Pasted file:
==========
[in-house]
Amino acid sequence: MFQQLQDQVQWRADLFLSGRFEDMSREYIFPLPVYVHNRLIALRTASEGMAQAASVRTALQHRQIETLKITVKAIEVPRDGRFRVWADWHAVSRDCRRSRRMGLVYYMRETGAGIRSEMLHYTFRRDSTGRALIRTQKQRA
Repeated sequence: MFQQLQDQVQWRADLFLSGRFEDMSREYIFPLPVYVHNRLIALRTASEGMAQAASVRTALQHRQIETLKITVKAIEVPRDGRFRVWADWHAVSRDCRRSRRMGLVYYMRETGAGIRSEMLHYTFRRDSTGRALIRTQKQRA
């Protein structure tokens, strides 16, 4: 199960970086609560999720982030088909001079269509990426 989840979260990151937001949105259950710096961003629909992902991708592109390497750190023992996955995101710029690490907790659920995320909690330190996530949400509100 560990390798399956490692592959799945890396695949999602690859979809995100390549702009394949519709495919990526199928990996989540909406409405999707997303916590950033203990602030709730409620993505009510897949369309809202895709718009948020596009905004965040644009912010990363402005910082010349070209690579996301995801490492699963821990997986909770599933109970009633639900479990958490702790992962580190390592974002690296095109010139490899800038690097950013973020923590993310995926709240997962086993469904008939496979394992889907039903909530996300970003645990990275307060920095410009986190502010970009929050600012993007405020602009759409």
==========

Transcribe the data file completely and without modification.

[in-house]
Amino acid sequence: MFQQLQDQVQWRADLFLSGRFEDMSREYIFPLPVYVHNRLIALRTASEGMAQAASVRTALQHRQIETLKITVKAIEVPRDGRFRVWADWHAVSRDCRRSRRMGLVYYMRETGAGIRSEMLHYTFRRDSTGRALIRTQKQRA
Repeated sequence: MFQQLQDQVQWRADLFLSGRFEDMSREYIFPLPVYVHNRLIALRTASEGMAQAASVRTALQHRQIETLKITVKAIEVPRDGRFRVWADWHAVSRDCRRSRRMGLVYYMRETGAGIRSEMLHYTFRRDSTGRALIRTQKQRA
């Protein structure tokens, strides 16, 4: 199960970086609560999720982030088909001079269509990426 989840979260990151937001949105259950710096961003629909992902991708592109390497750190023992996955995101710029690490907790659920995320909690330190996530949400509100 560990390798399956490692592959799945890396695949999602690859979809995100390549702009394949519709495919990526199928990996989540909406409405999707997303916590950033203990602030709730409620993505009510897949369309809202895709718009948020596009905004965040644009912010990363402005910082010349070209690579996301995801490492699963821990997986909770599933109970009633639900479990958490702790992962580190390592974002690296095109010139490899800038690097950013973020923590993310995926709240997962086993469904008939496979394992889907039903909530996300970003645990990275307060920095410009986190502010970009929050600012993007405020602009759409």